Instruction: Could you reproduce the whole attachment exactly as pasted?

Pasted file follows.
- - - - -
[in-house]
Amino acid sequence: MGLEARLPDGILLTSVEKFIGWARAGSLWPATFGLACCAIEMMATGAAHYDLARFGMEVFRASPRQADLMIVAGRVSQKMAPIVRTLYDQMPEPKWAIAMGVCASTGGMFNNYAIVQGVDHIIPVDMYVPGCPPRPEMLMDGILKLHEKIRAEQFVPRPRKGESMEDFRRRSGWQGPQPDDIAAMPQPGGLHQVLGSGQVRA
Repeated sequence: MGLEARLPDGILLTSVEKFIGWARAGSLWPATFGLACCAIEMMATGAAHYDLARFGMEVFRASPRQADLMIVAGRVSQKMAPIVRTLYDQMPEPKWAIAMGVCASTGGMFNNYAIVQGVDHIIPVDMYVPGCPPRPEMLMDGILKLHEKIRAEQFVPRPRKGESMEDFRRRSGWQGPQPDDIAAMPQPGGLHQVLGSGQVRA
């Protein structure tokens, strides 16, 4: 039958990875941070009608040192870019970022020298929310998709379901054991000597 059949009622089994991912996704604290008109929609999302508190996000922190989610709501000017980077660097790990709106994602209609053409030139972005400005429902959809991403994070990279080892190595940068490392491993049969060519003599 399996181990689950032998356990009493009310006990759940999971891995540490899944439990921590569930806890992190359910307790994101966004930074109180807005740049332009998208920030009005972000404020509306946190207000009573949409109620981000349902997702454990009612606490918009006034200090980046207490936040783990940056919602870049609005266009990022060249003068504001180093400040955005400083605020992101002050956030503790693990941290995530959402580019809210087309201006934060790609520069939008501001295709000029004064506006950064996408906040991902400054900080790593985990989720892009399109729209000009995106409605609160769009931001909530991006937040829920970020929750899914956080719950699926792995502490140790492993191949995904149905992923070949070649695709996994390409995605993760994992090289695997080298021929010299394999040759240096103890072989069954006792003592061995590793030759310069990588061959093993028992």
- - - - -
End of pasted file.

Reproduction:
[in-house]
Amino acid sequence: MGLEARLPDGILLTSVEKFIGWARAGSLWPATFGLACCAIEMMATGAAHYDLARFGMEVFRASPRQADLMIVAGRVSQKMAPIVRTLYDQMPEPKWAIAMGVCASTGGMFNNYAIVQGVDHIIPVDMYVPGCPPRPEMLMDGILKLHEKIRAEQFVPRPRKGESMEDFRRRSGWQGPQPDDIAAMPQPGGLHQVLGSGQVRA
Repeated sequence: MGLEARLPDGILLTSVEKFIGWARAGSLWPATFGLACCAIEMMATGAAHYDLARFGMEVFRASPRQADLMIVAGRVSQKMAPIVRTLYDQMPEPKWAIAMGVCASTGGMFNNYAIVQGVDHIIPVDMYVPGCPPRPEMLMDGILKLHEKIRAEQFVPRPRKGESMEDFRRRSGWQGPQPDDIAAMPQPGGLHQVLGSGQVRA
């Protein structure tokens, strides 16, 4: 039958990875941070009608040192870019970022020298929310998709379901054991000597 059949009622089994991912996704604290008109929609999302508190996000922190989610709501000017980077660097790990709106994602209609053409030139972005400005429902959809991403994070990279080892190595940068490392491993049969060519003599 399996181990689950032998356990009493009310006990759940999971891995540490899944439990921590569930806890992190359910307790994101966004930074109180807005740049332009998208920030009005972000404020509306946190207000009573949409109620981000349902997702454990009612606490918009006034200090980046207490936040783990940056919602870049609005266009990022060249003068504001180093400040955005400083605020992101002050956030503790693990941290995530959402580019809210087309201006934060790609520069939008501001295709000029004064506006950064996408906040991902400054900080790593985990989720892009399109729209000009995106409605609160769009931001909530991006937040829920970020929750899914956080719950699926792995502490140790492993191949995904149905992923070949070649695709996994390409995605993760994992090289695997080298021929010299394999040759240096103890072989069954006792003592061995590793030759310069990588061959093993028992």